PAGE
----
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Anitha from Tanzania raised $890 to fund clubfoot treatment.

Anitha
100%
  • $890 raised, $0 to go
$890
raised
$0
to go
Fully funded
Anitha's treatment was fully funded on March 30, 2020.
March 31, 2020

Anitha did not yet undergo clubfoot treatment.

Our medical partner just shared that Anitha has not yet started her clubfoot treatment because her mother couldn’t make it on her original treatment date. Due to the current COVID-19 pandemic, new cases of clubfoot treatment at this site have unfortunately been temporarily put on hold. They shared that they will resume this care as soon as everything calms down, and at that point Anitha will be able to start her treatment to help correct her feet.

Our medical partner just shared that Anitha has not yet started her clubfoot treatment because her mother couldn’t make it on her original t...

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March 5, 2020

Anitha is a 5-year-old student from Tanzania. She is the only child to her mother who is a single parent. Anitha’s father left her when she was baby. That was after he saw she was born with a congenital disability of her feet (bilateral clubfoot). Anitha has never seen her father, neither does her mother know where he is. Anitha’s mother helps her aunt in a small vegetable garden. They grow tomatoes and sell them in an open market. The little that they earn is what they use for their basic needs.

Anitha has clubfoot of both her feet. Clubfoot is a condition in which the foot is twisted out of shape. This causes difficulty walking and even wearing shoes.

Fortunately, Anitha traveled to visit our medical partner’s care center, Arusha Lutheran Medical Centre. There, surgeons will perform clubfoot repair surgery on March 6th. Our medical partner, African Mission Healthcare Foundation, is requesting $890 to fund Anitha’s clubfoot repair. After treatment, she will be able to walk well and wear shoes.

Her mother says, “All I wish for my daughter is to see her walk normally so that she can pursue her studies and have a better life.’’

Anitha is a 5-year-old student from Tanzania. She is the only child to her mother who is a single parent. Anitha's father left her when she ...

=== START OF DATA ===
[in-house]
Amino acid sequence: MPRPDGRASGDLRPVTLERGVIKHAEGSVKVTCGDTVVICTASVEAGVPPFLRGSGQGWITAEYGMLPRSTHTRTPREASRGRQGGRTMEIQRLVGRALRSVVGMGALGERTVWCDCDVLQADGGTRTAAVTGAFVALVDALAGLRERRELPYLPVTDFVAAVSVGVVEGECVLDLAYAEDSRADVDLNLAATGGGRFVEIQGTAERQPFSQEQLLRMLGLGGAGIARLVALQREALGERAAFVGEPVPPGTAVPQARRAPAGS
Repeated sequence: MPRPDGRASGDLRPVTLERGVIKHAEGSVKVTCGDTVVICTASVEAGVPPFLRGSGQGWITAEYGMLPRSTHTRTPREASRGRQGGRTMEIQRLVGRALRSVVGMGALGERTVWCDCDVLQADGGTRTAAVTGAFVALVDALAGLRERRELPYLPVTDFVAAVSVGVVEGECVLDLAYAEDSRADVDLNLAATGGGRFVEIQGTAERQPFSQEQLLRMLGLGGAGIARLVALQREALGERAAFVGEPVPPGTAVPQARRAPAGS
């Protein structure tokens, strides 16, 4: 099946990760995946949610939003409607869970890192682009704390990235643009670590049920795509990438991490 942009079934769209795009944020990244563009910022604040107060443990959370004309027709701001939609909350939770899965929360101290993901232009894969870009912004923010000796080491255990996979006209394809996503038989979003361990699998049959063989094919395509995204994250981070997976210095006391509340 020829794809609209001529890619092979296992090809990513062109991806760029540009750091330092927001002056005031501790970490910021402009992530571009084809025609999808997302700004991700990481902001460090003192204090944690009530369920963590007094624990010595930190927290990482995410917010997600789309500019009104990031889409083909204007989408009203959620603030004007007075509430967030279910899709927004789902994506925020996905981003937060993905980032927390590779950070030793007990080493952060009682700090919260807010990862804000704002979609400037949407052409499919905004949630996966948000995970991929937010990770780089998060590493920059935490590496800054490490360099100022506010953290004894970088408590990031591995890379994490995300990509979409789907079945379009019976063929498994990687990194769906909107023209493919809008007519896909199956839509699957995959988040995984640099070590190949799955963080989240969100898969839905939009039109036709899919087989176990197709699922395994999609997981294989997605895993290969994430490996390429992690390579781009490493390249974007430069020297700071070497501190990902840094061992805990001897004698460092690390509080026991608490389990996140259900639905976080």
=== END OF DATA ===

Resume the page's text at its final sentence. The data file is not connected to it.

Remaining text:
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Anitha's Timeline

  • March 5, 2020
    PROFILE SUBMITTED

    Anitha was submitted by Joan Kadagaya, Curative Medical Support Program-Partner Representative at African Mission Healthcare, our medical partner in Tanzania.

  • March 06, 2020
    TREATMENT SCHEDULED

    Anitha was scheduled to receive treatment at Arusha Lutheran Medical Centre (ALMC). Medical partners often provide care to patients accepted by Watsi before those patients are fully funded, operating under the guarantee that the cost of care will be paid for by donors.

  • March 09, 2020
    PROFILE PUBLISHED

    Anitha's profile was published to start raising funds.

  • March 31, 2020
    FUNDING ENDED

    Anitha is no longer raising funds.

  • March 31, 2020
    TREATMENT UPDATE

    Anitha's treatment did not happen. Read the update.

Funded by 7 donors

Funded by 7 donors

Treatment
Clubfoot
  • Cost Breakdown
  • Diagnosis
  • Procedure
On average, it costs $890 for Anitha's treatment
Hospital Fees
$693
Medical Staff
$0
Medication
$8
Supplies
$175
Labs
$14
  • Symptoms
  • Impact on patient's life
  • Cultural or regional significance

​What kinds of symptoms do patients experience before receiving treatment?

The foot is turned inward, often severely, at the ankle, and the arch of the foot is very high. Patients experience discomfort, and the affected leg may be shorter and smaller than the other.

​What is the impact on patients’ lives of living with these conditions?

These children have a difficult time walking and running. Years of trying to walk on a clubfoot will cause wounds and other skeletal problems, such as arthritis. Patients will have difficulty fitting in shoes and participating in normal play, school, and daily activities. Many Africans make their livings through manual labor, which can be difficult with an untreated clubfoot.

What cultural or regional factors affect the treatment of these conditions?

Incidence is 1/1,000 live births, or about 1,600 cases in Tanzania annually. This is roughly similar to rates in Western countries, though many cases may be missed. There is no known reason for its occurrence in this region.

  • Process
  • Impact on patient's life
  • Risks and side-effects
  • Accessibility
  • Alternatives

What does the treatment process look like?

Patients will undergo a series of small operations, casting, and manipulations during their course of treatment. Patients will stay in the Plaster House, a rehabilitation center for children in Tanzania, for as long as their recovery takes.

What is the impact of this treatment on the patient’s life?

The bones and joint will become aligned, and long-term disability will be prevented.

What potential side effects or risks come with this treatment?

Clubfoot is very treatable. The surgery is minor and not risky.

How accessible is treatment in the area? What is the typical journey like for a patient to receive care?

Care is not easily accessible. Most patients live in remote, rural areas and are identified through mobile outreach. The pediatric surgical program at Arusha Lutheran Medical Centre was started to meet the large burden of pediatric disability in the region.

What are the alternatives to this treatment?

There are no alternatives. If not treated, the condition will persist and will result in disability.

Meet another patient you can support

100% of your donation funds life-changing surgery.

Meet another patient you can support

100% of your donation funds life-changing surgery.